Community has wasted no time rolling with the momentum it built in Season 1. Joel McHale, Gillian Jacobs, Danny Pudi, Yvette Nicole Brown, Alison Brie, Donald Glover, Chevy Chase and Ken Jeong came together last year to form a motley crew that may be the most entertaining on television.
One part well-written Edgar-Wright style comedy, one-part John Hughes heart, brought together by a fantastic ensemble cast, Season 1 of Dan Harmon’s Community may have been the funniest thing on television since Arrested Development, and one of the biggest Emmy snubs in years (really, The Office still gets recognized but not Community?). So how does a show with that kind of momentum start a Season 2? By getting a lot crazier, of course.
So far – so far, mind you – Season 2 of Community has featured an absolutely insane guest spot by Betty White, Ken Jeong’s character Señor Chang (now a student rather than professor) showing multiple personalities a la Lord of the Rings’ Gollum, Jeff Winger’s (McHale) old lawyer buddies turning out to be Drew Carey and Rob Corddry, a rocket voyage, a rabies outbreak reminiscent of a zombie film and a stop-motion animated Christmas special. While nothing yet has been able to touch last season’s Halloween special or “Modern Warfare,” Season 2 has been more consistently funny and ludicrous than ever before.
And most of it comes with an evident confidence. The Office has been hit-and-miss for several years now, and in the last two seasons 30 Rock has been good, but not quite generating the genius laugher it once did. Outsourced is completely abysmal, and Parks and Recreation has been relegated to the off-season. For all intents and purposes, Community is the strong point of NBC’s Thursday night line-up, and very well may be the funniest thing on television right now.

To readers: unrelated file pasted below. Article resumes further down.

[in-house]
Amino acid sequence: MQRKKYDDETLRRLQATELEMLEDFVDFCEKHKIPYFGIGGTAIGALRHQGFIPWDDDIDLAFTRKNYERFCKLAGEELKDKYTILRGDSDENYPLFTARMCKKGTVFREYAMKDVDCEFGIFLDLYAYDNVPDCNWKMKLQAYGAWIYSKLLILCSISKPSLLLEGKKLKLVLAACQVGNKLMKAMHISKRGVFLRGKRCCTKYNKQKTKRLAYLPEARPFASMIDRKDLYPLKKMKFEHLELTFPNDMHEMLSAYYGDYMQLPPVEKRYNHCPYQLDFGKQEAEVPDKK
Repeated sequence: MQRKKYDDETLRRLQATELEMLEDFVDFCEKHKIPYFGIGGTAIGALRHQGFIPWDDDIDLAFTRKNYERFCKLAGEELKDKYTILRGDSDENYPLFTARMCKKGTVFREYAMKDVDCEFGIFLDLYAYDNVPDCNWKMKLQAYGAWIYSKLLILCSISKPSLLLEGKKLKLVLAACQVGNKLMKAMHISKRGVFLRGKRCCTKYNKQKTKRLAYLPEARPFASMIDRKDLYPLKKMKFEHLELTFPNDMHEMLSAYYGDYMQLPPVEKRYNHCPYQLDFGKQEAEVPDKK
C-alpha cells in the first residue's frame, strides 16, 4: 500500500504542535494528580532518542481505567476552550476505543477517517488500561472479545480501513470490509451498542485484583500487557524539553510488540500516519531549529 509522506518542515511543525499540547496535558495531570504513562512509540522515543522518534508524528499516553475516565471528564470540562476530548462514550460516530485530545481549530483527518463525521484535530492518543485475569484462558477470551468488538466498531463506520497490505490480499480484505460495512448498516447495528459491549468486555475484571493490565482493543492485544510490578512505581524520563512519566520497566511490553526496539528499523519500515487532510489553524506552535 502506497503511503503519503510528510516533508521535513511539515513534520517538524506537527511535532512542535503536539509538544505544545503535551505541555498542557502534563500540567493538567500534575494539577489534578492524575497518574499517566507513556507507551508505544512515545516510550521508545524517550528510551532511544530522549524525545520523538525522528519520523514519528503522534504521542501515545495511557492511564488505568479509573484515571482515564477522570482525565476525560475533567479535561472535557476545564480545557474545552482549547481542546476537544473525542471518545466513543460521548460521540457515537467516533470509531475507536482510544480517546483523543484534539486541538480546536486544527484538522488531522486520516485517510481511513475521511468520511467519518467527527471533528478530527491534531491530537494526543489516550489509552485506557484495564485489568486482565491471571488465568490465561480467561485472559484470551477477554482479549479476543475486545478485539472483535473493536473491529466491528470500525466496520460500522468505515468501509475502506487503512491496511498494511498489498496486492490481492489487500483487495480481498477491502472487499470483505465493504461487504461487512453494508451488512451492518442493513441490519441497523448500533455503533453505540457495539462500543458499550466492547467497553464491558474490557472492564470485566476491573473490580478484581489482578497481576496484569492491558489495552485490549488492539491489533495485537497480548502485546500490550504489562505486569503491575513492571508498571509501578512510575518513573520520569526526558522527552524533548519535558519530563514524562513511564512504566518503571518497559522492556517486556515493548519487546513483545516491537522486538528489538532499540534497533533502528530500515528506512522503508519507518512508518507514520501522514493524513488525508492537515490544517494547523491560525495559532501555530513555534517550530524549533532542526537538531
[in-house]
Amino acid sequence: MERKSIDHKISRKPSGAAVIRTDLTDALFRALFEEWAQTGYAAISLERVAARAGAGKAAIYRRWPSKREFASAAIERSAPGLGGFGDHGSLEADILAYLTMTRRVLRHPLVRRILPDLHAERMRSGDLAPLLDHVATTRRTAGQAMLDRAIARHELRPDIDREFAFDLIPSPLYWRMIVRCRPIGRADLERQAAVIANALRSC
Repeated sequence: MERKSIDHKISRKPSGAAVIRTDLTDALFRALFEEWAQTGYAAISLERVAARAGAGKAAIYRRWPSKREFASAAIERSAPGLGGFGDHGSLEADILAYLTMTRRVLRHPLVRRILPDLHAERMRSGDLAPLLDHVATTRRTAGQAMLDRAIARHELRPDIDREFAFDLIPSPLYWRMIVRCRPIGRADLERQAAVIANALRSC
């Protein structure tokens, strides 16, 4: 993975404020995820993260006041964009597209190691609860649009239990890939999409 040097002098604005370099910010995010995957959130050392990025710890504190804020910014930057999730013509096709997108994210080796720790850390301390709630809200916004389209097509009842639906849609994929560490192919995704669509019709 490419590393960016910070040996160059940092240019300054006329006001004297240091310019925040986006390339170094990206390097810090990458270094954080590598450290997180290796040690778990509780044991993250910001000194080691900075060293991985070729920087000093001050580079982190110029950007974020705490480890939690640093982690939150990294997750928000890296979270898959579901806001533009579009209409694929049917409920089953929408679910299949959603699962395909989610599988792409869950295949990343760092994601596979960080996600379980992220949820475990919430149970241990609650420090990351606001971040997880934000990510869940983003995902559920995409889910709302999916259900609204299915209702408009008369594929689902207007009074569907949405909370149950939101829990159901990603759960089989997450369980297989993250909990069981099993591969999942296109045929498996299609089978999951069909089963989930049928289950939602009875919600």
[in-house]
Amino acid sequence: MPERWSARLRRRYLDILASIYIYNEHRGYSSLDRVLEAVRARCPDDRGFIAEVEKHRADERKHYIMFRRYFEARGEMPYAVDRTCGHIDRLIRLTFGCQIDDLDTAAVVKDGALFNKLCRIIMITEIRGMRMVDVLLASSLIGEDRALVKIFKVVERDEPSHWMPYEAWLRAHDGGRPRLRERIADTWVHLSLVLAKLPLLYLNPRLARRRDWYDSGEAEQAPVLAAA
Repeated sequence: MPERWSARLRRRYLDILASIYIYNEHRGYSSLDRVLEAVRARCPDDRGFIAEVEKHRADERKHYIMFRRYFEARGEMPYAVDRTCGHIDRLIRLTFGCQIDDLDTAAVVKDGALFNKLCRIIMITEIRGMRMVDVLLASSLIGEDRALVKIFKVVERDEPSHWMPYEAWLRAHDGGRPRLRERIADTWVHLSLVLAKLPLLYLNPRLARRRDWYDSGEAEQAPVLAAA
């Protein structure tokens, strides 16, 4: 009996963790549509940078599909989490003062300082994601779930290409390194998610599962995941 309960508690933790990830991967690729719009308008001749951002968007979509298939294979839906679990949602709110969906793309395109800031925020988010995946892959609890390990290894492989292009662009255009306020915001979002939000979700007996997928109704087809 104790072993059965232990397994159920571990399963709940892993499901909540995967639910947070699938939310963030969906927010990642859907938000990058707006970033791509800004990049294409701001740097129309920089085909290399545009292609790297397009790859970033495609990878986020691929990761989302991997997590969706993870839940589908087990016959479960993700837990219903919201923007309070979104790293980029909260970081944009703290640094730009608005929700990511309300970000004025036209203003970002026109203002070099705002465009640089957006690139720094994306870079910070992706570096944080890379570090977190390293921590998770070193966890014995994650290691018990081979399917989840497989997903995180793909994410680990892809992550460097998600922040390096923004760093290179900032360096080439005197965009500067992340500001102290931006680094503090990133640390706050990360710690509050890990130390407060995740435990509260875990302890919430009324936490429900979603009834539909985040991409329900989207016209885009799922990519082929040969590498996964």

So it seems Harmon and company have decided to concentrate not so much on viewership numbers and mass appeal, but instead on pleasing the hell out of the people who are watching regularly. Season 2 has taken everything that worked well in the debut season and amplified it by 11. Community has embraced its love for movie references, put Pierce in a motorized wheelchair and has reached into much stranger territory than ever before (Secret Garden and swastika jokes, anyone?). At this point, it would almost seem as though it is coasting effortlessly off of the sheer fun its cast is having, that is if it wasn’t so evident that the episodes are written so well.
And as far as its touching moments go, Season 2 has also let us into the lives of its characters more than ever. We’ve seen Jeff come into contact with his past, and see how the influence of his current friends has changed him. We got an entire episode taking us deeper into Shirley’s religion. Troy came to terms with how alcohol influences people on his 21st birthday, and Abed’s connection with his mother was brought to light in the Christmas special.
Essentially, Community has had the courage to buy into its own greatness and take what has worked to a whole new level. It still continues to find a delicate balance between the silly and sentimental. Its only real challenge is making sure it doesn’t become the next Arrested Development, by buying into itself too much to the point that it goes totally off the rails and becomes inaccessible to anyone but the most continuous and die-hard fans. Because as much as us fans would love the insanity, it would be unfortunate to think this great new comedy has already hit its half-life.